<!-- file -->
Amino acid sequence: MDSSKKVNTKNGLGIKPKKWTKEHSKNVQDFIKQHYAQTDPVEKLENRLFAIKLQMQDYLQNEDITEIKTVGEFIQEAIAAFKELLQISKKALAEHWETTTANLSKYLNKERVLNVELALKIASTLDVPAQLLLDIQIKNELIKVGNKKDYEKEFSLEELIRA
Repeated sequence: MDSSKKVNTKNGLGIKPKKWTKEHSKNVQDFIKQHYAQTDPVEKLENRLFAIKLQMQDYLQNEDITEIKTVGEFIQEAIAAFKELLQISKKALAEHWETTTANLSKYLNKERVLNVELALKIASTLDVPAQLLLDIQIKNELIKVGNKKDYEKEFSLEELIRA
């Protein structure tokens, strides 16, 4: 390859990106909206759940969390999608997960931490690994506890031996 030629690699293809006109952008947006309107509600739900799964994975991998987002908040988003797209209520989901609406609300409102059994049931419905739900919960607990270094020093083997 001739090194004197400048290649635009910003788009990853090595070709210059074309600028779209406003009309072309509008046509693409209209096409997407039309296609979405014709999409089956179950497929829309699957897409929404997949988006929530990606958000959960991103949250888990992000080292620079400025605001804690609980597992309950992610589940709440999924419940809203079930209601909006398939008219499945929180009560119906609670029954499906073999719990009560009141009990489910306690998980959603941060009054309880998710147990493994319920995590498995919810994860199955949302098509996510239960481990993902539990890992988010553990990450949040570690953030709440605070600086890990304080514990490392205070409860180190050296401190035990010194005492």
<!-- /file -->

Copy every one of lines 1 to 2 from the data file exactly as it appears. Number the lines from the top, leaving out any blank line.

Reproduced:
Amino acid sequence: MDSSKKVNTKNGLGIKPKKWTKEHSKNVQDFIKQHYAQTDPVEKLENRLFAIKLQMQDYLQNEDITEIKTVGEFIQEAIAAFKELLQISKKALAEHWETTTANLSKYLNKERVLNVELALKIASTLDVPAQLLLDIQIKNELIKVGNKKDYEKEFSLEELIRA
Repeated sequence: MDSSKKVNTKNGLGIKPKKWTKEHSKNVQDFIKQHYAQTDPVEKLENRLFAIKLQMQDYLQNEDITEIKTVGEFIQEAIAAFKELLQISKKALAEHWETTTANLSKYLNKERVLNVELALKIASTLDVPAQLLLDIQIKNELIKVGNKKDYEKEFSLEELIRA